For non-EU/Swiss residents, if you would like to know what personal information we have about you, you can send an e-mail to privacy@jdsupra.com. We will be in contact with you (by mail or otherwise) to verify your identity and provide you the information you request. We will respond within 30 days to your request for access to your personal information. In some cases, we may not be able to remove your personal information, in which case we will let you know if we are unable to do so and why. If you would like to correct or update your personal information, you can manage your profile and subscriptions through our Privacy Center under the "My Account" dashboard. If you would like to delete your account or remove your information from our Website and Services, send an e-mail to privacy@jdsupra.com.

Changes in Our Privacy Policy

We reserve the right to change this Privacy Policy at any time. Please refer to the date at the top of this page to determine when this Policy was last revised. Any changes to our Privacy Policy will become effective upon posting of the revised policy on the Website. By continuing to use our Website and Services following such changes, you will be deemed to have agreed to such changes.

Contacting JD Supra

If you have any questions about this Privacy Policy, the practices of this site, your dealings with our Website or Services, or if you would like to change any of the information you have provided to us, please contact us at: privacy@jdsupra.com.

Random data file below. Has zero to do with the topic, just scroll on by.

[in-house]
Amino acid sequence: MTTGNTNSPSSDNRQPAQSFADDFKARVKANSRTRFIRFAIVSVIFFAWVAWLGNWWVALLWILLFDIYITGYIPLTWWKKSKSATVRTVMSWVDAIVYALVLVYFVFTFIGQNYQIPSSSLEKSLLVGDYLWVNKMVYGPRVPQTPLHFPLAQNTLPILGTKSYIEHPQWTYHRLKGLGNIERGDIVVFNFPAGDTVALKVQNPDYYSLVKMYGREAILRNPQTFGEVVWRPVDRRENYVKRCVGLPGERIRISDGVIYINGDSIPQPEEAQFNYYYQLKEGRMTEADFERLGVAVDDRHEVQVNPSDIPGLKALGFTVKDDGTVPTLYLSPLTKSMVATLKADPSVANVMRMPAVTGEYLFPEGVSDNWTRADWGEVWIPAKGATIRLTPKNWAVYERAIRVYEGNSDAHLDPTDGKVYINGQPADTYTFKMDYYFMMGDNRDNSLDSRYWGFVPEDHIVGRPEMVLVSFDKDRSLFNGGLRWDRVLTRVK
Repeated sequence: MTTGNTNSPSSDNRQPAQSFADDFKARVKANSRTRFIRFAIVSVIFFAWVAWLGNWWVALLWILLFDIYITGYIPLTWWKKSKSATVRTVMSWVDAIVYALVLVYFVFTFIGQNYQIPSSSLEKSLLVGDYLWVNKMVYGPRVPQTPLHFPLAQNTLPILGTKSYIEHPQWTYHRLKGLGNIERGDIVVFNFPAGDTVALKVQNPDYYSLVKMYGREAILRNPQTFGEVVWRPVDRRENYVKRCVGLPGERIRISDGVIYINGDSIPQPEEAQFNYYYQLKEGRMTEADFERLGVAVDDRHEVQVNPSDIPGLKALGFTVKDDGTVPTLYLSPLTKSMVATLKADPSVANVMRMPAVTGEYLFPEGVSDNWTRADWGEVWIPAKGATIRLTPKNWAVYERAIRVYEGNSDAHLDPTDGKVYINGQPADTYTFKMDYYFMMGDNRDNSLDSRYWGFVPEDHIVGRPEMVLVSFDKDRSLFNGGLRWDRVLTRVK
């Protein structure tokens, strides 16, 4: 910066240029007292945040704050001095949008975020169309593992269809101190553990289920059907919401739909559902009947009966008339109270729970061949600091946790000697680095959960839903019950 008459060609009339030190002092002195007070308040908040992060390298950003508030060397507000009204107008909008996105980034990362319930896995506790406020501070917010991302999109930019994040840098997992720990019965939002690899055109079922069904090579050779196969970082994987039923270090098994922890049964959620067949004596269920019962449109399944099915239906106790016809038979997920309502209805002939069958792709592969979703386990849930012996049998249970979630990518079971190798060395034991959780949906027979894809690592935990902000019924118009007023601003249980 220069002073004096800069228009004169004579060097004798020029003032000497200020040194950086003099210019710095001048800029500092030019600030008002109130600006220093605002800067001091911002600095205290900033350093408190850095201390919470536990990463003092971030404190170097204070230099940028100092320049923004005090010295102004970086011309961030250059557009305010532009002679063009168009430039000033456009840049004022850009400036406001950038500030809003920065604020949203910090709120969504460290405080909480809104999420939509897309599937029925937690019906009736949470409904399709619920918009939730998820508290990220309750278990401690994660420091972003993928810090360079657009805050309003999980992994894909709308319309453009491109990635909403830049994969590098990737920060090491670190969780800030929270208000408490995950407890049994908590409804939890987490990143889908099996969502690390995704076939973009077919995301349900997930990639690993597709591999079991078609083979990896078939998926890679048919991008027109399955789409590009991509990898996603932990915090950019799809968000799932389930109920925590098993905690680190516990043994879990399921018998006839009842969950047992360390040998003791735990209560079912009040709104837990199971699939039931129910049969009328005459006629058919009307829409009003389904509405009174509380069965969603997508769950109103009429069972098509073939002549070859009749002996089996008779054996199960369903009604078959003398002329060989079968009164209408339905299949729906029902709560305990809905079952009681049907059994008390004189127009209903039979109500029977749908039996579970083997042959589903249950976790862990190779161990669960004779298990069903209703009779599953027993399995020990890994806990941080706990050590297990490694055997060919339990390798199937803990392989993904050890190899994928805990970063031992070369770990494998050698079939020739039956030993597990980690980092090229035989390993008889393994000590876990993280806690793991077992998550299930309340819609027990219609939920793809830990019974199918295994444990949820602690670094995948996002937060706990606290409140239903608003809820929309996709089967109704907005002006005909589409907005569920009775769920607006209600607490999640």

JD Supra Cookie Guide

As with many websites, JD Supra's website (located at www.jdsupra.com) (our "Website") and our services (such as our email article digests)(our "Services") use a standard technology called a "cookie" and other similar technologies (such as, pixels and web beacons), which are small data files that are transferred to your computer when you use our Website and Services. These technologies automatically identify your browser whenever you interact with our Website and Services.

How We Use Cookies and Other Tracking Technologies

We use cookies and other tracking technologies to:

  1. Improve the user experience on our Website and Services;
  2. Store the authorization token that users receive when they login to the private areas of our Website. This token is specific to a user's login session and requires a valid username and password to obtain. It is required to access the user's profile information, subscriptions, and analytics;
  3. Track anonymous site usage; and
  4. Permit connectivity with social media networks to permit content sharing.

There are different types of cookies and other technologies used our Website, notably:

  • "Session cookies" - These cookies only last as long as your online session, and disappear from your computer or device when you close your browser (like Internet Explorer, Google Chrome or Safari).
  • "Persistent cookies" - These cookies stay on your computer or device after your browser has been closed and last for a time specified in the cookie. We use persistent cookies when we need to know who you are for more than one browsing session. For example, we use them to remember your preferences for the next time you visit.
  • "Web Beacons/Pixels" - Some of our web pages and emails may also contain small electronic images known as web beacons, clear GIFs or single-pixel GIFs. These images are placed on a web page or email and typically work in conjunction with cookies to collect data. We use these images to identify our users and user behavior, such as counting the number of users who have visited a web page or acted upon one of our email digests.